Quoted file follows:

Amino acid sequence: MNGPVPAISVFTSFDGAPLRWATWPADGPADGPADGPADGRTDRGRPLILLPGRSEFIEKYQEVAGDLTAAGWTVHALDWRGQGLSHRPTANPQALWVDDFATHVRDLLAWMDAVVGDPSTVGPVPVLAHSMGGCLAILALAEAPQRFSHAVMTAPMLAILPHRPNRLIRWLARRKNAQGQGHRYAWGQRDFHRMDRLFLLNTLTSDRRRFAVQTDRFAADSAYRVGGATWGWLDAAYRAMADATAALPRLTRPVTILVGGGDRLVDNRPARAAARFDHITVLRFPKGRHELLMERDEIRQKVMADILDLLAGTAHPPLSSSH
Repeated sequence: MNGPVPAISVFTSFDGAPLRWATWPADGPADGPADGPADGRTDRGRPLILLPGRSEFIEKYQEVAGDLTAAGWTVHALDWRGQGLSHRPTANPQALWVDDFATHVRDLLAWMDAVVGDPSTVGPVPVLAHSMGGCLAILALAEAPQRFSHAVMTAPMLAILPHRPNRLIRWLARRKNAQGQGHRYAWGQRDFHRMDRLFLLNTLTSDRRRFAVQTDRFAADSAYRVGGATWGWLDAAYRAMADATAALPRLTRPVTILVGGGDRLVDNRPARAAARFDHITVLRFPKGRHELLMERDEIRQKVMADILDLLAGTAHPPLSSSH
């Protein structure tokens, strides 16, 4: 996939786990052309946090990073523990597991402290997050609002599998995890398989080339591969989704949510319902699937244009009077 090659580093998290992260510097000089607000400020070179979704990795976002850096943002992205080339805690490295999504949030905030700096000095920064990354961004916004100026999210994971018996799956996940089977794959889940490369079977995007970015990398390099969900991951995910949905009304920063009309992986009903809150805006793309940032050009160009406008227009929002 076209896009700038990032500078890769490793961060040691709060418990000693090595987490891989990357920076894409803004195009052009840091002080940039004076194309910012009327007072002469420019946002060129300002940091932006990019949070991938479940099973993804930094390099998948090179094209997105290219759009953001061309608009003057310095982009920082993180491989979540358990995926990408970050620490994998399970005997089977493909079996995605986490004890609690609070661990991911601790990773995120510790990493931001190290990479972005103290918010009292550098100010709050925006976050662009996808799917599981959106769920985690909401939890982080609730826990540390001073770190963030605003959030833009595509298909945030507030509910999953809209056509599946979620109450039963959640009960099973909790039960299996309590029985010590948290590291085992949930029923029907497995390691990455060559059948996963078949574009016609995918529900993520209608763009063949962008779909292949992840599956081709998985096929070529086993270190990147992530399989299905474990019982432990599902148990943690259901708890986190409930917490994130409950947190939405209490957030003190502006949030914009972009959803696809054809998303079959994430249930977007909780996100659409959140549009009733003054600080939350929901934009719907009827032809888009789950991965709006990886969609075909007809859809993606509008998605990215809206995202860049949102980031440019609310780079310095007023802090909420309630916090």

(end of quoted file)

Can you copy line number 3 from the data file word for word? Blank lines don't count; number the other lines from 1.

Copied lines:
């Protein structure tokens, strides 16, 4: 996939786990052309946090990073523990597991402290997050609002599998995890398989080339591969989704949510319902699937244009009077 090659580093998290992260510097000089607000400020070179979704990795976002850096943002992205080339805690490295999504949030905030700096000095920064990354961004916004100026999210994971018996799956996940089977794959889940490369079977995007970015990398390099969900991951995910949905009304920063009309992986009903809150805006793309940032050009160009406008227009929002 076209896009700038990032500078890769490793961060040691709060418990000693090595987490891989990357920076894409803004195009052009840091002080940039004076194309910012009327007072002469420019946002060129300002940091932006990019949070991938479940099973993804930094390099998948090179094209997105290219759009953001061309608009003057310095982009920082993180491989979540358990995926990408970050620490994998399970005997089977493909079996995605986490004890609690609070661990991911601790990773995120510790990493931001190290990479972005103290918010009292550098100010709050925006976050662009996808799917599981959106769920985690909401939890982080609730826990540390001073770190963030605003959030833009595509298909945030507030509910999953809209056509599946979620109450039963959640009960099973909790039960299996309590029985010590948290590291085992949930029923029907497995390691990455060559059948996963078949574009016609995918529900993520209608763009063949962008779909292949992840599956081709998985096929070529086993270190990147992530399989299905474990019982432990599902148990943690259901708890986190409930917490994130409950947190939405209490957030003190502006949030914009972009959803696809054809998303079959994430249930977007909780996100659409959140549009009733003054600080939350929901934009719907009827032809888009789950991965709006990886969609075909007809859809993606509008998605990215809206995202860049949102980031440019609310780079310095007023802090909420309630916090």